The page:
Jesus begins this famous parable by telling the story of a father who had two sons. It seems that the younger of the sons asked for his portion of the family estate for he wanted to be completely independent of his father. Now the father did not argue with the son or ask him what he was going to do but divided his portion to him.

The young man, who now felt free to do as he pleased, took the money his father gave him and went into a far country. This “far country” represents a state of separation from the source of life. We travel into this far country when we separate ourselves from Spirit and try to go entirely on our own, as though we were isolated beings.

The young man soon wasted his substance in riotous living but when he had spent everything “a great famine arose in that land” and he found himself in want. A famine always arises when we separate ourselves from daily communion with the Spirit. It is then that we begin to be in want. The waters of our individual lives soon dry up when we separate ourselves from the well-spring of all being.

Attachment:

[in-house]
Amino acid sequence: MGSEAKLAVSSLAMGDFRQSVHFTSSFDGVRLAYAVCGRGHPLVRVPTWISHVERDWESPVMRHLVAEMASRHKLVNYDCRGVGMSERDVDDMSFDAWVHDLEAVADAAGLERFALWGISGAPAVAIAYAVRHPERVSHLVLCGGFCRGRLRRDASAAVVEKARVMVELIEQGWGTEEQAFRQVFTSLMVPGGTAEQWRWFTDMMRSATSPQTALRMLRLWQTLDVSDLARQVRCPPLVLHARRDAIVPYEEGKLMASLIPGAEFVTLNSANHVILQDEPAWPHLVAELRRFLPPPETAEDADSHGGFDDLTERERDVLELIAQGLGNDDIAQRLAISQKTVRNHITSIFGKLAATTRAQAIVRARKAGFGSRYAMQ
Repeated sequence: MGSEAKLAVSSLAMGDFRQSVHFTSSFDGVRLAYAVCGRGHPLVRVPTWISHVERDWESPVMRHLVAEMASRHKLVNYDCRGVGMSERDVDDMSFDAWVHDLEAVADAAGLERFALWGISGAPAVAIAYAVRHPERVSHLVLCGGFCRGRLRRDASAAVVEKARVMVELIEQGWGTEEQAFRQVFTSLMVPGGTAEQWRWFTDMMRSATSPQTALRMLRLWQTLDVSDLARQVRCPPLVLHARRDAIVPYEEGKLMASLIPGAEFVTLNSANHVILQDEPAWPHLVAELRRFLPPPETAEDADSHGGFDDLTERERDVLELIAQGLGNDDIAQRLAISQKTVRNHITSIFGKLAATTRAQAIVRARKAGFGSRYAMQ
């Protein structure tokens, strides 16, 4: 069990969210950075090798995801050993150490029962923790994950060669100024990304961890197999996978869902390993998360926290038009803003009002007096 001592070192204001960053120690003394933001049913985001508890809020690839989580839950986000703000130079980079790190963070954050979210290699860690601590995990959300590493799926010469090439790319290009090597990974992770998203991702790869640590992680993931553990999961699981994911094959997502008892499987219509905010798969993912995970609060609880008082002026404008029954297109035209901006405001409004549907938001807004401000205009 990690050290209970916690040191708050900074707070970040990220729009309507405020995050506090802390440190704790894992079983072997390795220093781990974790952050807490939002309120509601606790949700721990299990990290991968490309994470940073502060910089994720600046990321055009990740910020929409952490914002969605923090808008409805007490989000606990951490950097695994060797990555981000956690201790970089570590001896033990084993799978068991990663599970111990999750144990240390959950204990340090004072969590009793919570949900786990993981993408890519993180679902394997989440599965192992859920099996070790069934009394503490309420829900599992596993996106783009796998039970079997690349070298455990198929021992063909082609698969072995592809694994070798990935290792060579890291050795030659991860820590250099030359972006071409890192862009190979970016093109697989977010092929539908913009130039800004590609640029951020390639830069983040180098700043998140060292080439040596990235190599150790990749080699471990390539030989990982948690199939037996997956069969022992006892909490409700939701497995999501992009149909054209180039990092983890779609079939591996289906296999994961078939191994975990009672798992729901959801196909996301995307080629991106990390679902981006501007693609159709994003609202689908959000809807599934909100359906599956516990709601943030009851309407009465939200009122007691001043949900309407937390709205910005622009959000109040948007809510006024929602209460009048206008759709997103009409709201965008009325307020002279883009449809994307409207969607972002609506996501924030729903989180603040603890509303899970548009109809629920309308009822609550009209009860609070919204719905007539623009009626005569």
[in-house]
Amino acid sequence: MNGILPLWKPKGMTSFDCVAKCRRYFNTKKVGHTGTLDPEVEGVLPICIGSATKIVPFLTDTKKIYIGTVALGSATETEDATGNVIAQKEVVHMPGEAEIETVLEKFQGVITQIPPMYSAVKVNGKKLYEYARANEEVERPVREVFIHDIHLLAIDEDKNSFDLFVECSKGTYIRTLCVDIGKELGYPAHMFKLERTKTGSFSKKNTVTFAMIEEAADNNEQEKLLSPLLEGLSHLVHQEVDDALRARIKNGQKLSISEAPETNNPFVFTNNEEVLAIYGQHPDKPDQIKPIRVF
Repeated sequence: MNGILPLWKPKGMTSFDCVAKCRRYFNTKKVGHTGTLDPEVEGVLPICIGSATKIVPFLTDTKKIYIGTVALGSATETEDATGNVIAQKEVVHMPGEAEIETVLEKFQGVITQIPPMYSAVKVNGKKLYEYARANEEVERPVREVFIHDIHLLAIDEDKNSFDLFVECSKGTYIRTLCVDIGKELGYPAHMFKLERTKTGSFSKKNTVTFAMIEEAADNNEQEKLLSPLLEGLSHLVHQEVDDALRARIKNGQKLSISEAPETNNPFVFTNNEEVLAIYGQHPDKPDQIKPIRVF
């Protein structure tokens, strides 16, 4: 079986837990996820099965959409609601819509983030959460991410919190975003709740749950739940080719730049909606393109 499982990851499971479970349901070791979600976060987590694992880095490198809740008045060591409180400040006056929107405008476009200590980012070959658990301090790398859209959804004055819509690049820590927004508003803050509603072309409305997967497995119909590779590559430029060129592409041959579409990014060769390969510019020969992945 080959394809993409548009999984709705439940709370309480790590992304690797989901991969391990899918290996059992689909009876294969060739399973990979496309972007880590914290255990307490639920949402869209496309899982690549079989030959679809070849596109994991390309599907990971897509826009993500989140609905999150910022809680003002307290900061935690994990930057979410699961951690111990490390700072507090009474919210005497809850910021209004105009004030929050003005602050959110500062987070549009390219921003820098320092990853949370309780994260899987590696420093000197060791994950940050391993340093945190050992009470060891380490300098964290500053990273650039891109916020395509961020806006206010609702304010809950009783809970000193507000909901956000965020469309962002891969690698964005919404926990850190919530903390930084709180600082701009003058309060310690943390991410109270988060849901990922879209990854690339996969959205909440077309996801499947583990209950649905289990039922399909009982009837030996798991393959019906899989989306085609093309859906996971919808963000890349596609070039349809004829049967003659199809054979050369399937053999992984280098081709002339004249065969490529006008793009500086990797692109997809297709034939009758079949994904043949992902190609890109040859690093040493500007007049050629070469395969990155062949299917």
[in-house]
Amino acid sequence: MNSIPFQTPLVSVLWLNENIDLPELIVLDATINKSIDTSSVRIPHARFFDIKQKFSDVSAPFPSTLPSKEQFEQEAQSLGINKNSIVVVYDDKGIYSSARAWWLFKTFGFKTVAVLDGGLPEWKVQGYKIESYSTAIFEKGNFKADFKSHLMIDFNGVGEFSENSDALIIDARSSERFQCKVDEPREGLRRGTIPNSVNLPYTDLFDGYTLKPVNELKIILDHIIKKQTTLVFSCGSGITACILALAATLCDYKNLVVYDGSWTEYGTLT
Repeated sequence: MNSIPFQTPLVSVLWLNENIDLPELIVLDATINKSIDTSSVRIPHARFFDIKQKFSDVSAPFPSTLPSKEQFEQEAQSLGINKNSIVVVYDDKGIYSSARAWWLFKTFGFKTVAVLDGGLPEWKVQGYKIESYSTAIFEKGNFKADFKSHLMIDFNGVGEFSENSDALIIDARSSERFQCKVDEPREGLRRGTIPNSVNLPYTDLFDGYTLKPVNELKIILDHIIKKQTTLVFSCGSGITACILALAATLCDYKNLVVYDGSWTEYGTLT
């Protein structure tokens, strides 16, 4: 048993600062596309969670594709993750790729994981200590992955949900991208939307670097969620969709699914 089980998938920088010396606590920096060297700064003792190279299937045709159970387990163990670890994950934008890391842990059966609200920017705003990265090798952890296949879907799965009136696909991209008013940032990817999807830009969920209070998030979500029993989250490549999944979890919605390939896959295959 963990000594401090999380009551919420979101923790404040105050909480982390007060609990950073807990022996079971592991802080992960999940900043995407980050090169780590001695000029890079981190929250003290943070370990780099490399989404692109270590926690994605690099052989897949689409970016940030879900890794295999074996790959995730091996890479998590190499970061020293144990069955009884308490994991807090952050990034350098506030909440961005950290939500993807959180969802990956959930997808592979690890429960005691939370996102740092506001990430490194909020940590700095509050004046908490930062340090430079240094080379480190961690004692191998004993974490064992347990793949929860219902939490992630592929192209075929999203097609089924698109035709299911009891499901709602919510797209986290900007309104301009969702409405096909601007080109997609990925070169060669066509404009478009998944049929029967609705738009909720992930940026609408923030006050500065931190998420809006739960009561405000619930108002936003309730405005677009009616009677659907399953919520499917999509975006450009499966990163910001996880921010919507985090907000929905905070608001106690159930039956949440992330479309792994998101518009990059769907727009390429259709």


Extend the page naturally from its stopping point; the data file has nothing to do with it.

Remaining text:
Having exhausted his resources the prodigal son was compelled to sell his services to a citizen of the far country into which he had traveled and soon he was sent into the field to feed swine. Perhaps the Master used this comparison to show what a complete state of destitution the once well-cared for young man had fallen into. Jesus was talking to those who held the meat of swine to be unholy. Therefore, he was placing the plight of the young man in the worst possible light, he had fallen to such low estate that he was a complete social outcast.